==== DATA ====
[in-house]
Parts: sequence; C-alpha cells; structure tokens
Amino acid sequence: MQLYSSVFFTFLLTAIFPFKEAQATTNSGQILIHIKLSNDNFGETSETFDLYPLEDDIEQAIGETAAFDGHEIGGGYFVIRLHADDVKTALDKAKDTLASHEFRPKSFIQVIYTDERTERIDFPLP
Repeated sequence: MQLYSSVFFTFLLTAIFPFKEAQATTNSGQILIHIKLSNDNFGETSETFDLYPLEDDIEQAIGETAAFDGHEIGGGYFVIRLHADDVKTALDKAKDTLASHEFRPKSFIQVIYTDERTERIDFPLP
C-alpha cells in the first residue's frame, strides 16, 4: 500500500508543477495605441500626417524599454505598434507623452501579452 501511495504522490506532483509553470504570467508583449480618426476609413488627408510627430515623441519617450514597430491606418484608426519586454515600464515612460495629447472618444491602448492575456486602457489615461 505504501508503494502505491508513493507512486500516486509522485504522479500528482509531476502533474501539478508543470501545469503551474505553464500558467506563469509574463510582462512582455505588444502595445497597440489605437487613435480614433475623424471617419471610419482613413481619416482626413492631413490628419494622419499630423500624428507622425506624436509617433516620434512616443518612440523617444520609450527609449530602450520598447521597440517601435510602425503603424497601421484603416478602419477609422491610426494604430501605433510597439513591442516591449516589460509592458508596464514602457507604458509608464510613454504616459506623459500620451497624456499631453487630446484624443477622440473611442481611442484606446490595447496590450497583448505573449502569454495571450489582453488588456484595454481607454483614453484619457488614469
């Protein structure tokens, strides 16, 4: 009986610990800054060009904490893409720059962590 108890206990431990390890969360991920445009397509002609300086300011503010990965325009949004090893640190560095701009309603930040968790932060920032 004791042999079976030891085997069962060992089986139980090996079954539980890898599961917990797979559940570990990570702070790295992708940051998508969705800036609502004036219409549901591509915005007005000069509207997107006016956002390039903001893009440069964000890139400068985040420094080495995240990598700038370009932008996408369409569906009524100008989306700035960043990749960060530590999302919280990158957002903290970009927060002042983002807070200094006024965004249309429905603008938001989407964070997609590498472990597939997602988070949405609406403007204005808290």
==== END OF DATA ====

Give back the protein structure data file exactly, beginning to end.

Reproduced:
[in-house]
Parts: sequence; C-alpha cells; structure tokens
Amino acid sequence: MQLYSSVFFTFLLTAIFPFKEAQATTNSGQILIHIKLSNDNFGETSETFDLYPLEDDIEQAIGETAAFDGHEIGGGYFVIRLHADDVKTALDKAKDTLASHEFRPKSFIQVIYTDERTERIDFPLP
Repeated sequence: MQLYSSVFFTFLLTAIFPFKEAQATTNSGQILIHIKLSNDNFGETSETFDLYPLEDDIEQAIGETAAFDGHEIGGGYFVIRLHADDVKTALDKAKDTLASHEFRPKSFIQVIYTDERTERIDFPLP
C-alpha cells in the first residue's frame, strides 16, 4: 500500500508543477495605441500626417524599454505598434507623452501579452 501511495504522490506532483509553470504570467508583449480618426476609413488627408510627430515623441519617450514597430491606418484608426519586454515600464515612460495629447472618444491602448492575456486602457489615461 505504501508503494502505491508513493507512486500516486509522485504522479500528482509531476502533474501539478508543470501545469503551474505553464500558467506563469509574463510582462512582455505588444502595445497597440489605437487613435480614433475623424471617419471610419482613413481619416482626413492631413490628419494622419499630423500624428507622425506624436509617433516620434512616443518612440523617444520609450527609449530602450520598447521597440517601435510602425503603424497601421484603416478602419477609422491610426494604430501605433510597439513591442516591449516589460509592458508596464514602457507604458509608464510613454504616459506623459500620451497624456499631453487630446484624443477622440473611442481611442484606446490595447496590450497583448505573449502569454495571450489582453488588456484595454481607454483614453484619457488614469
């Protein structure tokens, strides 16, 4: 009986610990800054060009904490893409720059962590 108890206990431990390890969360991920445009397509002609300086300011503010990965325009949004090893640190560095701009309603930040968790932060920032 004791042999079976030891085997069962060992089986139980090996079954539980890898599961917990797979559940570990990570702070790295992708940051998508969705800036609502004036219409549901591509915005007005000069509207997107006016956002390039903001893009440069964000890139400068985040420094080495995240990598700038370009932008996408369409569906009524100008989306700035960043990749960060530590999302919280990158957002903290970009927060002042983002807070200094006024965004249309429905603008938001989407964070997609590498472990597939997602988070949405609406403007204005808290």